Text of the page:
Nanomal device can analyze malaria DNA in 15 minutes
February 5, 2016 – LONDON. The Nanomal consortium led by St George’s University of London and Newcastle-based QuantuMDx Group is using cutting-edge nanotechnology to develop an affordable, easy to use smartphone-like device able to analyse the DNA of different malaria strains from a finger-prick of blood in just 15 minutes. This will enable targeted “personalised” prescription of drug combinations.
Today the FP7 European Union-funded Euro €5.2 million project consortium is able to report that a prototype Nanomal device will be ready for field-testing later this year, one year ahead of schedule. Nanomal lead Professor Sanjeev Krishna, from St George’s, said: “Recent research suggests there’s a real danger that current artemisinin combination therapies could eventually become obsolete, in the same way as other anti-malarials. This risk is worsened when patients presenting with a fever are given anti-malarial drugs without an analysis of the malaria parasites’ drug resistance status, or even without a diagnostic test at all, thereby reducing the treatments’ effectiveness.”
The Nanomal device will use a range of novel nanotechnologies to rapidly analyse the malarial DNA from just a finger-prick of blood. The sample is processed and a nanowire biosensor detects DNA sequences of interest. This provides a malaria diagnosis, speciation and drug resistance information in 15 minutes, allowing an effective “personalised” drug combination to be given immediately.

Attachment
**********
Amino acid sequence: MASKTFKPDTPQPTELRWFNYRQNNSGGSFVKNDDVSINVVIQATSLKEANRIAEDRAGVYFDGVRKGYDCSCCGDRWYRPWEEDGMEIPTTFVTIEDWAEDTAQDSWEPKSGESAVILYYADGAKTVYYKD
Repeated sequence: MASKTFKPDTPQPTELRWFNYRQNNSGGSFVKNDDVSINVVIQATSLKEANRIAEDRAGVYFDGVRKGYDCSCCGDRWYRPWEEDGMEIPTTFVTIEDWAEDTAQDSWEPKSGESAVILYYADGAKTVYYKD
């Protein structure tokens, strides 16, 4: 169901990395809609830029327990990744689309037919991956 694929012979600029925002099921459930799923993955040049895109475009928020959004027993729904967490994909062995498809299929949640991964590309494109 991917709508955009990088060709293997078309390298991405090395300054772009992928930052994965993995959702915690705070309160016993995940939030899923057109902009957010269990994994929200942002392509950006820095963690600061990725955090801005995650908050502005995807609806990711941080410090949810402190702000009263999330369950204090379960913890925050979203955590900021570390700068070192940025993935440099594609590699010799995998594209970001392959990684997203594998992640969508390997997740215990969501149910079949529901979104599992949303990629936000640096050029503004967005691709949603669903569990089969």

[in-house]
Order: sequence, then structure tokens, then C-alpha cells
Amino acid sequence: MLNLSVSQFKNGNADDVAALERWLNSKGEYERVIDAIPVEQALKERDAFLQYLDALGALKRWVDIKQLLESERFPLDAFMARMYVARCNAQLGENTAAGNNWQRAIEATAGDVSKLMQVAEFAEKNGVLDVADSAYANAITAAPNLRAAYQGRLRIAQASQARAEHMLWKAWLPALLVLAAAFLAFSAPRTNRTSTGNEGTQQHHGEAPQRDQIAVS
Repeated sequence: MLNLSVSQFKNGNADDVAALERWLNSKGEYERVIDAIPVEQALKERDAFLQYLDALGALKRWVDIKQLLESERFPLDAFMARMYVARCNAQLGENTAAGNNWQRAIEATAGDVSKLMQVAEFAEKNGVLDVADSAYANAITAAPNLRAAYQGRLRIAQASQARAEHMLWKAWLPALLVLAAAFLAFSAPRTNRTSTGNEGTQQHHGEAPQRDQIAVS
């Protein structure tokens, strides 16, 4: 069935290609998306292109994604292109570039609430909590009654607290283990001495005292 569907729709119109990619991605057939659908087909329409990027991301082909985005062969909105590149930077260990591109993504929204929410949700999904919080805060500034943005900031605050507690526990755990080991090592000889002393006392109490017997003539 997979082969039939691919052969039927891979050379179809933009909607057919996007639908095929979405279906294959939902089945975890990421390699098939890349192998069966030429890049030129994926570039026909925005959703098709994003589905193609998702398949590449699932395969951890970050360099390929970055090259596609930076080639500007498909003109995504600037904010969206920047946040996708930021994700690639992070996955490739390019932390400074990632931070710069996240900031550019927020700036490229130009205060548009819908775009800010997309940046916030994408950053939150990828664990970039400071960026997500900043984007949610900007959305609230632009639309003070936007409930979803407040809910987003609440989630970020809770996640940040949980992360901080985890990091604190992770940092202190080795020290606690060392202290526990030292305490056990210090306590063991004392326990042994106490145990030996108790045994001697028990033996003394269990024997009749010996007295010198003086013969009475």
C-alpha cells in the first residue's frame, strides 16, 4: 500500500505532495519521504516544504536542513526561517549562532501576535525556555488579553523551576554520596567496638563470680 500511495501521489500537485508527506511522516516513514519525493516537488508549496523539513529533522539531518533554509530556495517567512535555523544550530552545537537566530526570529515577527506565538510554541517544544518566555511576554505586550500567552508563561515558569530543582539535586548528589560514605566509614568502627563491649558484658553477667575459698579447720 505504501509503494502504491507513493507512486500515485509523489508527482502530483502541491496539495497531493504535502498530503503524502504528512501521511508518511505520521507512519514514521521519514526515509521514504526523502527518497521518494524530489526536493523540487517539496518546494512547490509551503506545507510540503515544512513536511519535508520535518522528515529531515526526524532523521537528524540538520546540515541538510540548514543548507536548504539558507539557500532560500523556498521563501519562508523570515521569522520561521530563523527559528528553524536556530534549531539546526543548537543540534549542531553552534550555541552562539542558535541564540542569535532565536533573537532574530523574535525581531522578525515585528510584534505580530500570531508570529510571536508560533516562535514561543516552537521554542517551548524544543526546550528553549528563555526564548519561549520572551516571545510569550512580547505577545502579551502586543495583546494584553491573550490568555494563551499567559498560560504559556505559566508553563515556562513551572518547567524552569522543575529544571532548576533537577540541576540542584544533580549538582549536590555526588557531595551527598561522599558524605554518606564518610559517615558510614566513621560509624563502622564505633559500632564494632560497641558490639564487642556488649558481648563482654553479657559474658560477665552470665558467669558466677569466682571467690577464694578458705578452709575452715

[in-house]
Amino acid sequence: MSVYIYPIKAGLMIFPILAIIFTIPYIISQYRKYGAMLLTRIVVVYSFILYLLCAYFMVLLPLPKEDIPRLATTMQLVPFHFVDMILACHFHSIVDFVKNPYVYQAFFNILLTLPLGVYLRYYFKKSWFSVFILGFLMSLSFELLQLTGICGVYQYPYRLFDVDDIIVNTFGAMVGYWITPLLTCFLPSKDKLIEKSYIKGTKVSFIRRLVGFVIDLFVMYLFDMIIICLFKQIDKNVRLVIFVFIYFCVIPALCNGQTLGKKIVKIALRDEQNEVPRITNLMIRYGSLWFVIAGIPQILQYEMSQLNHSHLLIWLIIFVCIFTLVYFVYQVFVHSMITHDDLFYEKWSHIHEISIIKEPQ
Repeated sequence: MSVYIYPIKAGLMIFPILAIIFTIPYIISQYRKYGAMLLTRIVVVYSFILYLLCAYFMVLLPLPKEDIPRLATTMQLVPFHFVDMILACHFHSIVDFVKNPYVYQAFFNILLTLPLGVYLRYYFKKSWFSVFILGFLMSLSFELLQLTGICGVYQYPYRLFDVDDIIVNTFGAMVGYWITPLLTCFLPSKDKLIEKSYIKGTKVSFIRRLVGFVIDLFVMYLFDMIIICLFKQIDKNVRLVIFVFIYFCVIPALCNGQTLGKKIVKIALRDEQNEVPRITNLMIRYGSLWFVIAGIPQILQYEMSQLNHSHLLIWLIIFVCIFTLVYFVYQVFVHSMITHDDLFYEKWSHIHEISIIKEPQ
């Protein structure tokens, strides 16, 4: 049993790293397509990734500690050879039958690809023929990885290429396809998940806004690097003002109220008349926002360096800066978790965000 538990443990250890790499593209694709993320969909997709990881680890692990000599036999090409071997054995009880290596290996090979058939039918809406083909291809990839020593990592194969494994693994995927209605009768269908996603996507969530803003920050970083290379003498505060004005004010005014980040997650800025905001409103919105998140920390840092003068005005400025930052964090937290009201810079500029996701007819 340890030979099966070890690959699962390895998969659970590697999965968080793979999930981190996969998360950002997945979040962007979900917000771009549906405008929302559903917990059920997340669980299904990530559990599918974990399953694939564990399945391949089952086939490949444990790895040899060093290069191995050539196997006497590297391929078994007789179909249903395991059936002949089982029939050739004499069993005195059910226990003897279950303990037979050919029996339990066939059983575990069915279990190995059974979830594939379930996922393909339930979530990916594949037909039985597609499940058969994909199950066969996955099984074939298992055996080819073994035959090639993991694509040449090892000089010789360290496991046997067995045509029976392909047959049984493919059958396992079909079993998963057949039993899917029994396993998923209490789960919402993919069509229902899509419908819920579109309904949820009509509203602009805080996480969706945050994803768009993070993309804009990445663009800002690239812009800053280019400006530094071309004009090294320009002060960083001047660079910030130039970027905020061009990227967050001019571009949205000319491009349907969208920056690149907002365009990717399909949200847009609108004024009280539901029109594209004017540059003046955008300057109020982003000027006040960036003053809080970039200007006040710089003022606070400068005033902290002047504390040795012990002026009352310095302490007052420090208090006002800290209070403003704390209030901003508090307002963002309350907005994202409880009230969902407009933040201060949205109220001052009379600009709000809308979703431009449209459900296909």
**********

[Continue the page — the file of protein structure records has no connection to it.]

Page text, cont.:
The smartphone-like device will be easy to use: a healthcare worker simply puts the sample into the device, presses a few buttons and waits for the result, making it ideal for use in the field.
QuantuMDx’s CEO Elaine Warburton said: “Placing a full malaria screen with drug resistance status based on accurate DNA analysis in the palm of a health professional’s hand will allow instant prescribing of the most effective anti-malaria medication for that patient. Nanomal’s rapid, low-cost DNA testing will further support the global health challenge to eradicate malaria.”
The device aims to provide the same quality of result as a referral laboratory, at a fraction of the time and cost. Each device could cost about the price of a smart phone initially, but may be distributed free in developing countries. A single-test cartridge will be around $13 (£10) initially, but the goal is to reduce this cost to ensure affordability in resource-limited settings.
In addition to improving immediate patient outcomes, the project will allow the researchers to build a better picture of levels of drug resistance in stricken areas. It will also give them information on population impacts of anti-malarial interventions. The technology could also be adopted for use with other infectious diseases.
Source: The Nanomal consortium
Other partners in the project are the Karolinksa Institutet in Sweden and Tübingen University in Germany.